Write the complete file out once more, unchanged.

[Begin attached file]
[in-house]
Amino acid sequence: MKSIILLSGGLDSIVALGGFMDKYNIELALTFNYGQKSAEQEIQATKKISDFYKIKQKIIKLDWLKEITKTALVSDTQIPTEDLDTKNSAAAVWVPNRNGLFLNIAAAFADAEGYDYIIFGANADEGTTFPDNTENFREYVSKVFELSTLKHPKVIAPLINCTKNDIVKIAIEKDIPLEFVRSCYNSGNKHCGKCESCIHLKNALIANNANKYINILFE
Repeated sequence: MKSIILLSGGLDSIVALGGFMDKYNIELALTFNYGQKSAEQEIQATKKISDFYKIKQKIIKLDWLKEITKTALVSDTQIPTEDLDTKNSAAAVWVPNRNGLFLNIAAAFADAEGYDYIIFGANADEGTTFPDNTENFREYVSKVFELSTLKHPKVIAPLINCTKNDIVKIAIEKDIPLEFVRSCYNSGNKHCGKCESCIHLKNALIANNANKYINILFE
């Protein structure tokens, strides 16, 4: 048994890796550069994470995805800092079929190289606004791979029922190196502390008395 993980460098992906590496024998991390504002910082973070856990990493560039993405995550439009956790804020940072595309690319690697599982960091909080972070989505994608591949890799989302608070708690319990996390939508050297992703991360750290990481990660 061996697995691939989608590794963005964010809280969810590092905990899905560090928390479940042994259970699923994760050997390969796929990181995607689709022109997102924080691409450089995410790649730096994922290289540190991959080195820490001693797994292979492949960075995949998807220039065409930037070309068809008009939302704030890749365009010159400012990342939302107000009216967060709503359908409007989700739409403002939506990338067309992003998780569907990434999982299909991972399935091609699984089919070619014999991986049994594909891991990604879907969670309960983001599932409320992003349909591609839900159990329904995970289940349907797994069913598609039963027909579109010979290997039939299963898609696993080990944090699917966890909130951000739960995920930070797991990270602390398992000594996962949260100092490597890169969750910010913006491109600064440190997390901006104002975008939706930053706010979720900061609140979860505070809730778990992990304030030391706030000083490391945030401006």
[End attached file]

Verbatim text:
[in-house]
Amino acid sequence: MKSIILLSGGLDSIVALGGFMDKYNIELALTFNYGQKSAEQEIQATKKISDFYKIKQKIIKLDWLKEITKTALVSDTQIPTEDLDTKNSAAAVWVPNRNGLFLNIAAAFADAEGYDYIIFGANADEGTTFPDNTENFREYVSKVFELSTLKHPKVIAPLINCTKNDIVKIAIEKDIPLEFVRSCYNSGNKHCGKCESCIHLKNALIANNANKYINILFE
Repeated sequence: MKSIILLSGGLDSIVALGGFMDKYNIELALTFNYGQKSAEQEIQATKKISDFYKIKQKIIKLDWLKEITKTALVSDTQIPTEDLDTKNSAAAVWVPNRNGLFLNIAAAFADAEGYDYIIFGANADEGTTFPDNTENFREYVSKVFELSTLKHPKVIAPLINCTKNDIVKIAIEKDIPLEFVRSCYNSGNKHCGKCESCIHLKNALIANNANKYINILFE
């Protein structure tokens, strides 16, 4: 048994890796550069994470995805800092079929190289606004791979029922190196502390008395 993980460098992906590496024998991390504002910082973070856990990493560039993405995550439009956790804020940072595309690319690697599982960091909080972070989505994608591949890799989302608070708690319990996390939508050297992703991360750290990481990660 061996697995691939989608590794963005964010809280969810590092905990899905560090928390479940042994259970699923994760050997390969796929990181995607689709022109997102924080691409450089995410790649730096994922290289540190991959080195820490001693797994292979492949960075995949998807220039065409930037070309068809008009939302704030890749365009010159400012990342939302107000009216967060709503359908409007989700739409403002939506990338067309992003998780569907990434999982299909991972399935091609699984089919070619014999991986049994594909891991990604879907969670309960983001599932409320992003349909591609839900159990329904995970289940349907797994069913598609039963027909579109010979290997039939299963898609696993080990944090699917966890909130951000739960995920930070797991990270602390398992000594996962949260100092490597890169969750910010913006491109600064440190997390901006104002975008939706930053706010979720900061609140979860505070809730778990992990304030030391706030000083490391945030401006």